Staff Photo by Robin Rudd / The destroyed Bones Smokehouse in the 7600 block of East Brainerd Road is in the foreground, while the rubble of Advanced Auto Parts is in the background. The Chattanooga Area was hit by EF 3 tornado on the night of April 12, 2020.

Hamilton County is looking to provide emergency weather radios to vulnerable citizens ahead of severe weather forecasted next spring.

Emergency Management Director Chris Adams said in a presentation to the county commission that the department is seeking grants from the Federal Emergency Management Agency and Firehouse Subs to get nearly 5,000 radios to alert citizens of severe weather.

The applications come as the county is preparing for warm, wet weather and a potential influx of storms in the spring of 2021.

"We've been in touch with the National Weather Service looking at their extended forecast, and next spring doesn't look real promising," Adams said. "They say we're in what's called El Niño right now, which is going to give us a pattern of severe weather again this spring.

"So we're a little worried about notifications and what we can do to let the public know. "

After a deadly EF3 tornado ripped through Hamilton County and the surrounding area late on Easter, causing $420 million in damage, concerns resurfaced about the county's lack of a standard alert system.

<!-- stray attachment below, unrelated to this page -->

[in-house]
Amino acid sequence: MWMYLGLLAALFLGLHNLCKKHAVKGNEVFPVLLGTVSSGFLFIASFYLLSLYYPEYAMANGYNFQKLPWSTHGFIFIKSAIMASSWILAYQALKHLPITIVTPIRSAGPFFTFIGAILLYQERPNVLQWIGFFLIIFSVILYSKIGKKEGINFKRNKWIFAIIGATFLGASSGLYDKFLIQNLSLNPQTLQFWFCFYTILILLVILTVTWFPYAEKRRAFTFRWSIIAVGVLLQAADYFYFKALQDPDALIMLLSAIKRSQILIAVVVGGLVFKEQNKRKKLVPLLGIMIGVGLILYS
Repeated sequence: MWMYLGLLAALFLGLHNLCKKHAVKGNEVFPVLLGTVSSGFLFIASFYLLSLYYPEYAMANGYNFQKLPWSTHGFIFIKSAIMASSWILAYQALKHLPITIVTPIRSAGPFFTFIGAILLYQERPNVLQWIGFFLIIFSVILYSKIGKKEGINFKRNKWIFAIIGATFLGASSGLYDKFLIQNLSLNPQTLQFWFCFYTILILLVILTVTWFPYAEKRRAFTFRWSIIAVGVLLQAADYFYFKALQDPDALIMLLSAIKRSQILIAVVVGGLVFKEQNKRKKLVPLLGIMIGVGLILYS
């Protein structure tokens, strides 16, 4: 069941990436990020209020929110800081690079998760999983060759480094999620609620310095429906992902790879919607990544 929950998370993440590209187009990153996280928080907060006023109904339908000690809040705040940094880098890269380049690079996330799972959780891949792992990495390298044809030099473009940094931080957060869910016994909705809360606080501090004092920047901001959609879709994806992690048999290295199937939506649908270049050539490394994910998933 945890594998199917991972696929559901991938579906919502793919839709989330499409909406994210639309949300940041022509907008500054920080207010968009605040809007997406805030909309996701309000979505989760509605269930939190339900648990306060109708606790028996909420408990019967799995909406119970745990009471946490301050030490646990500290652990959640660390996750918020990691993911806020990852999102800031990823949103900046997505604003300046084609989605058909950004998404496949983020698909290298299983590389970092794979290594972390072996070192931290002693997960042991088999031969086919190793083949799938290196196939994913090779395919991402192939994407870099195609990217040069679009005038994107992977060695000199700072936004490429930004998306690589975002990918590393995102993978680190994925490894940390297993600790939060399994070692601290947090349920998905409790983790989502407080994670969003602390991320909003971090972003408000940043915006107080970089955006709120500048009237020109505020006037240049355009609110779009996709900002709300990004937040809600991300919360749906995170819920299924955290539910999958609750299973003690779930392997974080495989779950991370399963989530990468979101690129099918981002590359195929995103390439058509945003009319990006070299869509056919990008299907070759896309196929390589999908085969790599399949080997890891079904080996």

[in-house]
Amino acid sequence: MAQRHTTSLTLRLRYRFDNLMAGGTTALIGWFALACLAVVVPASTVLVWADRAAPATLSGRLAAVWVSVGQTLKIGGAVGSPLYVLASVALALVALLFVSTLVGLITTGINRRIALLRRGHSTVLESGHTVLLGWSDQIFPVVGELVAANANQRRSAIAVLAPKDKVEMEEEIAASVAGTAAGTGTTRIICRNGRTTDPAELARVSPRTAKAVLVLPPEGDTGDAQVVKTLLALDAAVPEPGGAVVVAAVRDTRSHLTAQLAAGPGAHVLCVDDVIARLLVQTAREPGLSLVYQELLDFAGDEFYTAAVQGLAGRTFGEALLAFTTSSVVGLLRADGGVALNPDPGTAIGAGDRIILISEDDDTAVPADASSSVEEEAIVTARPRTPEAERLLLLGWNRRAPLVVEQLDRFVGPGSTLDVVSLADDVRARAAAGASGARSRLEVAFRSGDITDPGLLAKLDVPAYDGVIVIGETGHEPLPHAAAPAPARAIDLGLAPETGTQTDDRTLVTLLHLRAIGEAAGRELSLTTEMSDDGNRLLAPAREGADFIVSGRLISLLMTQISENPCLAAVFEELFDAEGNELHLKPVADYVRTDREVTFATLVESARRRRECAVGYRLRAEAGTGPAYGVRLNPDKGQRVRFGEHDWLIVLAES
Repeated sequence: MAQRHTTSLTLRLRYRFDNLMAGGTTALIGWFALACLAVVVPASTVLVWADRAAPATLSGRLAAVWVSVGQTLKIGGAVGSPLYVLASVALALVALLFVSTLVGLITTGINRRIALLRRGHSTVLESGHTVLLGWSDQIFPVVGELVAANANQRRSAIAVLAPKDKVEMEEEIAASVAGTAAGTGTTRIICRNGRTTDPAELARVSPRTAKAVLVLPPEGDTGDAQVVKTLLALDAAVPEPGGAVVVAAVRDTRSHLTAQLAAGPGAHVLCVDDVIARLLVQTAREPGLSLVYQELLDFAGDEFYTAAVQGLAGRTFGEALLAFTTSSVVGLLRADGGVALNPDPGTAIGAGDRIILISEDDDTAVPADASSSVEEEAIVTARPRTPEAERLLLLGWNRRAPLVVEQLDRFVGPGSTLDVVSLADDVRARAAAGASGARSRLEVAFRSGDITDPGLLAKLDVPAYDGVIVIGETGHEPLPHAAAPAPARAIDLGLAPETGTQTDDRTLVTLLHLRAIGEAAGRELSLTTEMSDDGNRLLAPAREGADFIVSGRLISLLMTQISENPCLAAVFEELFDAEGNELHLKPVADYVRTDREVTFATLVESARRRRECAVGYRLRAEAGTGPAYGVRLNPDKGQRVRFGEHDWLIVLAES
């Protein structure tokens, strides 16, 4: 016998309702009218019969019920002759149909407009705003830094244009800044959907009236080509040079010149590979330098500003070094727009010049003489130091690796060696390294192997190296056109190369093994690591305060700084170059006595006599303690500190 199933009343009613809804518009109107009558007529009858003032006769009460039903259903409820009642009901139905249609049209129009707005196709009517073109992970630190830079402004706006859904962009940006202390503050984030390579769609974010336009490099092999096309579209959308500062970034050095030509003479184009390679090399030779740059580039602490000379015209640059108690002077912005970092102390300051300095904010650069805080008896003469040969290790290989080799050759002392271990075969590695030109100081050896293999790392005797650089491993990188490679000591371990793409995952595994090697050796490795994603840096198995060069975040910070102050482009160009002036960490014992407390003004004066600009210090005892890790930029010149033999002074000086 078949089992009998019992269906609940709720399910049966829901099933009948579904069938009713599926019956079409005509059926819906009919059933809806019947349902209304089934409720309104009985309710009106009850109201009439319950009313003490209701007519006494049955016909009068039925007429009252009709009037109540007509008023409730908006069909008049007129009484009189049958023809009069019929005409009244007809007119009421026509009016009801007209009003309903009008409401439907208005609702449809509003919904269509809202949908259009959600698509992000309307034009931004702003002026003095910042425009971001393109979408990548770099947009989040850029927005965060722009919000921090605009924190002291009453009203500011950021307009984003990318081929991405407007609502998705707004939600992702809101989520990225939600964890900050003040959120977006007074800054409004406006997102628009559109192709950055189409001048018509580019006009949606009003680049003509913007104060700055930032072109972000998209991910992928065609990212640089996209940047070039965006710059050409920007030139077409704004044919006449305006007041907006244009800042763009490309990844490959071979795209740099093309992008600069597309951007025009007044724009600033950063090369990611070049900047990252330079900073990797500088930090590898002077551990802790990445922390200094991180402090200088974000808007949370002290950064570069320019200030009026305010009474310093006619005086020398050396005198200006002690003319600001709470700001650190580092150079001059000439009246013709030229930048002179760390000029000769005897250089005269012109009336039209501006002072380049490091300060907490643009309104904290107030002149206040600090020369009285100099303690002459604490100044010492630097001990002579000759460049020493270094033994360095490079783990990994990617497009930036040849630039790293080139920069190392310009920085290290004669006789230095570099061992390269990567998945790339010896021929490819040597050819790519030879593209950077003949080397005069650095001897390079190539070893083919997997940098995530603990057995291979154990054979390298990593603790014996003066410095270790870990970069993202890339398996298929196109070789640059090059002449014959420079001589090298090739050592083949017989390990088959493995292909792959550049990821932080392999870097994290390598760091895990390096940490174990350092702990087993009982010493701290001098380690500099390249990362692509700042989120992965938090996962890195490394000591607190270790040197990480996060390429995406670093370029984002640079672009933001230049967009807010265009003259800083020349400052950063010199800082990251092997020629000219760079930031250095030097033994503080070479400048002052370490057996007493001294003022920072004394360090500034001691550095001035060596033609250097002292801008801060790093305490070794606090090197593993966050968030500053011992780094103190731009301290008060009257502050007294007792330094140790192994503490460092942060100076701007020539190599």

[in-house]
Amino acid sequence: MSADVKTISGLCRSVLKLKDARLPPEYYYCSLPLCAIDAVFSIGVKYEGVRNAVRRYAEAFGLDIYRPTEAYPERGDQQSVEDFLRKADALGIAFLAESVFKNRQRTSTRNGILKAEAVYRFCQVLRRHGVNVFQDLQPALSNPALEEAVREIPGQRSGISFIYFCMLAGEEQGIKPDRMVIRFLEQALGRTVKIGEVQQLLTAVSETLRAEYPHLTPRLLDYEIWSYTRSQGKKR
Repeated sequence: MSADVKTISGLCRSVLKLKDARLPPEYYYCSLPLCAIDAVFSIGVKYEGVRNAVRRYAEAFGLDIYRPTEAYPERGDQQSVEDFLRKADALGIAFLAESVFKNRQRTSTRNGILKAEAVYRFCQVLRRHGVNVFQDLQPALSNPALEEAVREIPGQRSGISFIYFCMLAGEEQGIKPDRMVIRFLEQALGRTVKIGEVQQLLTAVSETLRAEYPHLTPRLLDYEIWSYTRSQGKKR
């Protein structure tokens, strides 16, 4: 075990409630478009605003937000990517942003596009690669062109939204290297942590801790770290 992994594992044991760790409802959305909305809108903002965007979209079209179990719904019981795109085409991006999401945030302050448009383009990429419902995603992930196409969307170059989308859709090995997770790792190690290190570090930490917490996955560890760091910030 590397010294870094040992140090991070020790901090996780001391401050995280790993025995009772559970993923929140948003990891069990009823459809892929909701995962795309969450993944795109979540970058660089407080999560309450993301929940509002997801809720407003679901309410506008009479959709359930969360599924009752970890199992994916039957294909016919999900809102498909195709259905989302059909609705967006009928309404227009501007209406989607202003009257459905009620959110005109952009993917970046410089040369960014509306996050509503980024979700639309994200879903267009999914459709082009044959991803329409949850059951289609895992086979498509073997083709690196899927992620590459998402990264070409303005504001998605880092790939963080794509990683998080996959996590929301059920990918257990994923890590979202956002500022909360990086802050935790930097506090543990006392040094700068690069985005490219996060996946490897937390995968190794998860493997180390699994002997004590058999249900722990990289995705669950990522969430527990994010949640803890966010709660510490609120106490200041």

(READ MORE: How a deadly tornado snuck up on some Hamilton County residents, not others)

County officials explained that due to Hamilton County's terrain and the nearby nuclear plant, alarm sirens would be ineffective. So, most residents rely on NWS push notifications, which were sent on Easter, but others didn't get alerts due to aging cellphones.

"We've looked at a lot of solutions, and none of them really work for our terrain in our county," Adams said. "But the weather radio seems to be [more] effective."

Between the potential $75,000 from the state — which the county would match with an additional $25,000 — and the $20,000 from Firehouse Subs, the county would be looking at purchasing and programming several thousand radios, if granted the funds to do so.

"We got to looking at our hazard mitigation plan and we found a grant embedded in there where we could possibly buy — if we're selected — weather radios," Adams explained. "We made it through the first step and now we can apply, so that we could get $100,000 worth, which is 4,000 weather radios, our group will program them, and then we'll hand them out to the public at no charge."

In distributing the FEMA-funded radios, the county would be required to prioritize "the most vulnerable populations."

"I don't know yet how they determine that, we'll find out if we get selected," Adams said. "The Firehouse Subs doesn't have that stipulations, if we get that grant. It can be first come first serve."

Adams is optimistic the radios could help.

"This is 85% effective across our entire nation. The best way to notify people comes straight out of the National Weather Service when there's a weather event," Adams said.

"After the Easter tornadoes, that was one thing that became clear to me, to get one of those, so I did," Chairman Chip Baker said.

"I guess the big question will be how they get distributed."

The commission will vote on resolutions to apply for the grants next week.

Contact Sarah Grace Taylor at or 423-757-6416. Follow her on Twitter @_sarahgtaylor.